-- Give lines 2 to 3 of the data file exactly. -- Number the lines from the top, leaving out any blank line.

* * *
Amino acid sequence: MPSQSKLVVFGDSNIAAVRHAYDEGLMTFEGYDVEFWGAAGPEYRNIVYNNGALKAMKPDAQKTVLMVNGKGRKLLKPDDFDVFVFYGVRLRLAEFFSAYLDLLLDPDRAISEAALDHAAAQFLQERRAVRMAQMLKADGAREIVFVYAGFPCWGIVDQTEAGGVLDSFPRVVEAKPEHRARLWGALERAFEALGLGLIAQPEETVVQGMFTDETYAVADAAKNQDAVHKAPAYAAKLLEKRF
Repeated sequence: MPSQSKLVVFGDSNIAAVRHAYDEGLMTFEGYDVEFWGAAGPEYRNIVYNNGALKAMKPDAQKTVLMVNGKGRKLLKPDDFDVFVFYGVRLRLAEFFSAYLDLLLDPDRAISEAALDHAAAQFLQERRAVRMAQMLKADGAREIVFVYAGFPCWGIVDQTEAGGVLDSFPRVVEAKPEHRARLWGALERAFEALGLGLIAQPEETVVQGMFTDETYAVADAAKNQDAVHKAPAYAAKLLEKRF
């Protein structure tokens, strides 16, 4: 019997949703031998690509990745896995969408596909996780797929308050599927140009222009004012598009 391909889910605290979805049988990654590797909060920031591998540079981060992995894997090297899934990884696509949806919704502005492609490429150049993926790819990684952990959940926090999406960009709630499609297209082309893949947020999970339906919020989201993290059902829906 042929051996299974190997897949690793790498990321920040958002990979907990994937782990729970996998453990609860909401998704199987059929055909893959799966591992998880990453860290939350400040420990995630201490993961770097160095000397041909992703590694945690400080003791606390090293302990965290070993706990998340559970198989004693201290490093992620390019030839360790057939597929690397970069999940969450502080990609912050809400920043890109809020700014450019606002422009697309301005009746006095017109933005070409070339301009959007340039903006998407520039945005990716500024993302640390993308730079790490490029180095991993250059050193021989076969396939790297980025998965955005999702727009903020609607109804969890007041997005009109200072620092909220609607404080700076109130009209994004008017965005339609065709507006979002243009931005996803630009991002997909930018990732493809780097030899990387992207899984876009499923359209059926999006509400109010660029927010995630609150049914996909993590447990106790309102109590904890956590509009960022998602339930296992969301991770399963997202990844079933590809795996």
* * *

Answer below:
Repeated sequence: MPSQSKLVVFGDSNIAAVRHAYDEGLMTFEGYDVEFWGAAGPEYRNIVYNNGALKAMKPDAQKTVLMVNGKGRKLLKPDDFDVFVFYGVRLRLAEFFSAYLDLLLDPDRAISEAALDHAAAQFLQERRAVRMAQMLKADGAREIVFVYAGFPCWGIVDQTEAGGVLDSFPRVVEAKPEHRARLWGALERAFEALGLGLIAQPEETVVQGMFTDETYAVADAAKNQDAVHKAPAYAAKLLEKRF
């Protein structure tokens, strides 16, 4: 019997949703031998690509990745896995969408596909996780797929308050599927140009222009004012598009 391909889910605290979805049988990654590797909060920031591998540079981060992995894997090297899934990884696509949806919704502005492609490429150049993926790819990684952990959940926090999406960009709630499609297209082309893949947020999970339906919020989201993290059902829906 042929051996299974190997897949690793790498990321920040958002990979907990994937782990729970996998453990609860909401998704199987059929055909893959799966591992998880990453860290939350400040420990995630201490993961770097160095000397041909992703590694945690400080003791606390090293302990965290070993706990998340559970198989004693201290490093992620390019030839360790057939597929690397970069999940969450502080990609912050809400920043890109809020700014450019606002422009697309301005009746006095017109933005070409070339301009959007340039903006998407520039945005990716500024993302640390993308730079790490490029180095991993250059050193021989076969396939790297980025998965955005999702727009903020609607109804969890007041997005009109200072620092909220609607404080700076109130009209994004008017965005339609065709507006979002243009931005996803630009991002997909930018990732493809780097030899990387992207899984876009499923359209059926999006509400109010660029927010995630609150049914996909993590447990106790309102109590904890956590509009960022998602339930296992969301991770399963997202990844079933590809795996």